The court then shows specific performance, so as to vest one-half interest in the purchaser, would leave his interest subject to mortgage; that the complete and adequate remedy to which he was entitled warranted the enforcement of the trust as claimed. We need not pursue the inquiry further.

One class of cases arises where the purchaser has paid the whole or the purchase money. On a bill for specific performance, the court of equity in such case awards a money judgment for the damages arising from partial failure of title, for breach of contract to convey the whole. It cannot be questioned that, in such case, the proportionate part of purchase money paid for the interest the purchaser failed to get would be an element of the damages awarded.

The other class is where the purchase money or a portion thereof is still unpaid. In such case, the court does not do the useless thing of requiring the purchase money paid, and then determining the damages, and causing same to be returned. It proceeds to abate the purchase money in the same measure it would require repayment. If the unpaid balance is not sufficient compensatory damages to the vendee, a decree for the residue will be rendered.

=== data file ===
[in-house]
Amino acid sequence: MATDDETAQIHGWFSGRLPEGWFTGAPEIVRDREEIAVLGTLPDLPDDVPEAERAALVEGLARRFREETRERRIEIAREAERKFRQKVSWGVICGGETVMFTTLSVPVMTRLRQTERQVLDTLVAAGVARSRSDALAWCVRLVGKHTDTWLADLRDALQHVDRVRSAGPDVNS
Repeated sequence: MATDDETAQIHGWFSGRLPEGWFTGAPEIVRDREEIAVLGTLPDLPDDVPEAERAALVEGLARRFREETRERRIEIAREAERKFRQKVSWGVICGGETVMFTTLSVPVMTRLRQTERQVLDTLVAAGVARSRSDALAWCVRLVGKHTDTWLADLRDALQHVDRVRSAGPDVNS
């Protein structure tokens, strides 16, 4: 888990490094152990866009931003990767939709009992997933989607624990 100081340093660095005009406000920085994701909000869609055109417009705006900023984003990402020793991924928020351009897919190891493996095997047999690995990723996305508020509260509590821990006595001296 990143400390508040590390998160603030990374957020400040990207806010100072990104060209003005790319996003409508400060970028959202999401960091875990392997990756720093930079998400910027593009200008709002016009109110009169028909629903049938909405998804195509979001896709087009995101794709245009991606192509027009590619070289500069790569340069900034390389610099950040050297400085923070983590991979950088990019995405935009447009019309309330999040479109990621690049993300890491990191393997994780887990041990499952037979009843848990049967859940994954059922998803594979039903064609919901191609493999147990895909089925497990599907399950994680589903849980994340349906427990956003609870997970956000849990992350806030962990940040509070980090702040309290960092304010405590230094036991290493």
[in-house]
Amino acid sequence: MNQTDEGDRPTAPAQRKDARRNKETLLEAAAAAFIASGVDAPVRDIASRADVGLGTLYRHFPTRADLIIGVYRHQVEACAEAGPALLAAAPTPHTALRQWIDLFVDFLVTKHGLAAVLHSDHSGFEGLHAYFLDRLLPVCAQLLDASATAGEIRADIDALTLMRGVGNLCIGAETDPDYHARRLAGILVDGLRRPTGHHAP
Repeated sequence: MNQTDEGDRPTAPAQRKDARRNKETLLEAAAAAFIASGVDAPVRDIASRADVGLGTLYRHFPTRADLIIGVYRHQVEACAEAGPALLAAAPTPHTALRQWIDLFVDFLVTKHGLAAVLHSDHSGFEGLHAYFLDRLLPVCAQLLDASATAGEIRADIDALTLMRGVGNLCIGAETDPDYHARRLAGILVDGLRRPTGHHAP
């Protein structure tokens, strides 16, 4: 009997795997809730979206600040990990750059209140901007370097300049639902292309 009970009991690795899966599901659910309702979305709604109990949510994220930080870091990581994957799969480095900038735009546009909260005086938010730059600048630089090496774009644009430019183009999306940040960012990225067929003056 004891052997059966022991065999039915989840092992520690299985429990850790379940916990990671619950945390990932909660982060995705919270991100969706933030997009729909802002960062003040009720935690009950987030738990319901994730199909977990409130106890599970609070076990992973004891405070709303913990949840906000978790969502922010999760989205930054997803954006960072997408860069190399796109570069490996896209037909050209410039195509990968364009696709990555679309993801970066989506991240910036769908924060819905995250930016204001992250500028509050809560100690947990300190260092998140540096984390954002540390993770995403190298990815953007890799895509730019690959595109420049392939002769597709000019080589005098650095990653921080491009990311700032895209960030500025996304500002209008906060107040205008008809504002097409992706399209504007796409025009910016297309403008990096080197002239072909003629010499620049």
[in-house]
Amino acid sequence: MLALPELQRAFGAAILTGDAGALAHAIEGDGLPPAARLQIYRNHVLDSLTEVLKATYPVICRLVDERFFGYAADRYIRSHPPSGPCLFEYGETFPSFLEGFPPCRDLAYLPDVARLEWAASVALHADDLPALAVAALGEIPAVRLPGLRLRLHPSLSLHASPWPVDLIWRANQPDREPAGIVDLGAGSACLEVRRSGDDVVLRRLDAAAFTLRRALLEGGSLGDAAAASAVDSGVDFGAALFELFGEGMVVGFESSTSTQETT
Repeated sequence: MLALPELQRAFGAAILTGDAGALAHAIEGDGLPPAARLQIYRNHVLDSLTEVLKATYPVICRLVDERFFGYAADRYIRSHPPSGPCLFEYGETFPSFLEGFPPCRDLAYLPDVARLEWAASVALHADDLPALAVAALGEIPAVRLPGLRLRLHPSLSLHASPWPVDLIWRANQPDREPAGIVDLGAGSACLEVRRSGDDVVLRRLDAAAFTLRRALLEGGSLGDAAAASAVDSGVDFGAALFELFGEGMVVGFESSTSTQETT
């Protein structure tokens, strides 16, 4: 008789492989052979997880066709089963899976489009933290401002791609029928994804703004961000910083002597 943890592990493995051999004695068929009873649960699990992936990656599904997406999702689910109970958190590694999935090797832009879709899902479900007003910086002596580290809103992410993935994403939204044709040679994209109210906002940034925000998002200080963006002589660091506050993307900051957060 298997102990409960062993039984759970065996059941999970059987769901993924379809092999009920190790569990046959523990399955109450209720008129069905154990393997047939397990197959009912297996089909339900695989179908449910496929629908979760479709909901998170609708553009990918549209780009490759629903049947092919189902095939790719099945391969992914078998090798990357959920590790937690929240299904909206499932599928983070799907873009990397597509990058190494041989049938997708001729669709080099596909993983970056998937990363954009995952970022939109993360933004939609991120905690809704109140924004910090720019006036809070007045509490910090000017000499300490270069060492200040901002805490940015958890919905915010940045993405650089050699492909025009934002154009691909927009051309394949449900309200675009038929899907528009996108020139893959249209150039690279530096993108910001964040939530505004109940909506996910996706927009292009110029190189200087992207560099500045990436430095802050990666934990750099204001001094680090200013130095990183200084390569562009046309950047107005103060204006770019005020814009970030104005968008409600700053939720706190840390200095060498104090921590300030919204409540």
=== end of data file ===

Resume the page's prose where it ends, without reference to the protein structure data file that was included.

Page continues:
The fault of appellees' argument is in failure to note that the abatement of the purchase money is the awarding of the damages due the vendee, within the meaning of the law. Whether a proportionate part of the purchase money should in all cases be the sole measure of damages, either on abatement or refund, is not before us. That issue arises when the abatement is asked, or recovery sought in the suit of specific performance. The cause of action cannot be split and recovery had in part in the equity suit, and in part in an action at law.